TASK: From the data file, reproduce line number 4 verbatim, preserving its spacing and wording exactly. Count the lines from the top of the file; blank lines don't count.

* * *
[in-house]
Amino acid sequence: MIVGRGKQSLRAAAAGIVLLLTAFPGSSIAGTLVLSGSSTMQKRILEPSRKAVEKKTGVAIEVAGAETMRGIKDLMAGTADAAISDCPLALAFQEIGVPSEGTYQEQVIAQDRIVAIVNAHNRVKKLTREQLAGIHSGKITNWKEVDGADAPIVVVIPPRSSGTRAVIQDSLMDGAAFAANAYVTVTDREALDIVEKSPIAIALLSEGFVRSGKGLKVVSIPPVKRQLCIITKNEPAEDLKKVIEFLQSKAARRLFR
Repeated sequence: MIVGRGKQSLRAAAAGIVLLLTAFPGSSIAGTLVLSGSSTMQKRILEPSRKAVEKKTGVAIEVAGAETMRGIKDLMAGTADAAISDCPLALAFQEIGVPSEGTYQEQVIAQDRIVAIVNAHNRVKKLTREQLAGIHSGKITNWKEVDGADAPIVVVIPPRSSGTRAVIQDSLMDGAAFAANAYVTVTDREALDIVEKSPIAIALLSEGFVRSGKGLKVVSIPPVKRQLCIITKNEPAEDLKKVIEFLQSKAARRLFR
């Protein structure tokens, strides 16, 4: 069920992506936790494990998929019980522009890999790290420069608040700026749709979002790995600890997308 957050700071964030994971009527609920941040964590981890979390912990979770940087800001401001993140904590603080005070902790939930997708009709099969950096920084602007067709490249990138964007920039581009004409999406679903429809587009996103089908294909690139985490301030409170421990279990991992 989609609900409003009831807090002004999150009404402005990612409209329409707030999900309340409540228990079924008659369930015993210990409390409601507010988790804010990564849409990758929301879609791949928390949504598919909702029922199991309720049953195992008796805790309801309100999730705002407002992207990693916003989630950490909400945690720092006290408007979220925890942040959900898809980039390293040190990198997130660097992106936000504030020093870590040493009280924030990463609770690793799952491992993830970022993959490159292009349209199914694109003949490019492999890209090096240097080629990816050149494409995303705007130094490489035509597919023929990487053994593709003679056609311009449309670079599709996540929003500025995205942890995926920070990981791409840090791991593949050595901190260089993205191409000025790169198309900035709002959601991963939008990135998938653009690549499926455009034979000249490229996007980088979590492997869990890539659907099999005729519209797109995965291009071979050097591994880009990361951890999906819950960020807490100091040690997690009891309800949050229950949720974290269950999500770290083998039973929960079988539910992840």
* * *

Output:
């Protein structure tokens, strides 16, 4: 069920992506936790494990998929019980522009890999790290420069608040700026749709979002790995600890997308 957050700071964030994971009527609920941040964590981890979390912990979770940087800001401001993140904590603080005070902790939930997708009709099969950096920084602007067709490249990138964007920039581009004409999406679903429809587009996103089908294909690139985490301030409170421990279990991992 989609609900409003009831807090002004999150009404402005990612409209329409707030999900309340409540228990079924008659369930015993210990409390409601507010988790804010990564849409990758929301879609791949928390949504598919909702029922199991309720049953195992008796805790309801309100999730705002407002992207990693916003989630950490909400945690720092006290408007979220925890942040959900898809980039390293040190990198997130660097992106936000504030020093870590040493009280924030990463609770690793799952491992993830970022993959490159292009349209199914694109003949490019492999890209090096240097080629990816050149494409995303705007130094490489035509597919023929990487053994593709003679056609311009449309670079599709996540929003500025995205942890995926920070990981791409840090791991593949050595901190260089993205191409000025790169198309900035709002959601991963939008990135998938653009690549499926455009034979000249490229996007980088979590492997869990890539659907099999005729519209797109995965291009071979050097591994880009990361951890999906819950960020807490100091040690997690009891309800949050229950949720974290269950999500770290083998039973929960079988539910992840």